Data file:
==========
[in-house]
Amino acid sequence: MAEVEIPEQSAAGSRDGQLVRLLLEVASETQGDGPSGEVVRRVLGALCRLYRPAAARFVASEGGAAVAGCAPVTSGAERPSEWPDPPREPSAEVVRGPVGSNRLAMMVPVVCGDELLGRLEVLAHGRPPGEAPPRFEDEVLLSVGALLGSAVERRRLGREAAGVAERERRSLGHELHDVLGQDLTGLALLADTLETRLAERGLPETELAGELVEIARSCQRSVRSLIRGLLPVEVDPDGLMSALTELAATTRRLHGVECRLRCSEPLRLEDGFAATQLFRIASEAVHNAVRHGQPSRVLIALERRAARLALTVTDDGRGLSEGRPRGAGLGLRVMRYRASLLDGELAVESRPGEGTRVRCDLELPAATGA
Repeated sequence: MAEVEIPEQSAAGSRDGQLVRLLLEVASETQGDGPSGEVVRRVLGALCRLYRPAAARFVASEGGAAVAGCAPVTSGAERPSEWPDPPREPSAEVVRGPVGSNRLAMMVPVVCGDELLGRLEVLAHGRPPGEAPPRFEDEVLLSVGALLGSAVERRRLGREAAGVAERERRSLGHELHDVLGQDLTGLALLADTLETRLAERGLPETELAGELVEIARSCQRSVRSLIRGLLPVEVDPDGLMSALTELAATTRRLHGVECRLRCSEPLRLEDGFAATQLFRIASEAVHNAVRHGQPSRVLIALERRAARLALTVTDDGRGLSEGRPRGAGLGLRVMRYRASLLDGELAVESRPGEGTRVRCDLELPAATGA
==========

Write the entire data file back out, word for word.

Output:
[in-house]
Amino acid sequence: MAEVEIPEQSAAGSRDGQLVRLLLEVASETQGDGPSGEVVRRVLGALCRLYRPAAARFVASEGGAAVAGCAPVTSGAERPSEWPDPPREPSAEVVRGPVGSNRLAMMVPVVCGDELLGRLEVLAHGRPPGEAPPRFEDEVLLSVGALLGSAVERRRLGREAAGVAERERRSLGHELHDVLGQDLTGLALLADTLETRLAERGLPETELAGELVEIARSCQRSVRSLIRGLLPVEVDPDGLMSALTELAATTRRLHGVECRLRCSEPLRLEDGFAATQLFRIASEAVHNAVRHGQPSRVLIALERRAARLALTVTDDGRGLSEGRPRGAGLGLRVMRYRASLLDGELAVESRPGEGTRVRCDLELPAATGA
Repeated sequence: MAEVEIPEQSAAGSRDGQLVRLLLEVASETQGDGPSGEVVRRVLGALCRLYRPAAARFVASEGGAAVAGCAPVTSGAERPSEWPDPPREPSAEVVRGPVGSNRLAMMVPVVCGDELLGRLEVLAHGRPPGEAPPRFEDEVLLSVGALLGSAVERRRLGREAAGVAERERRSLGHELHDVLGQDLTGLALLADTLETRLAERGLPETELAGELVEIARSCQRSVRSLIRGLLPVEVDPDGLMSALTELAATTRRLHGVECRLRCSEPLRLEDGFAATQLFRIASEAVHNAVRHGQPSRVLIALERRAARLALTVTDDGRGLSEGRPRGAGLGLRVMRYRASLLDGELAVESRPGEGTRVRCDLELPAATGA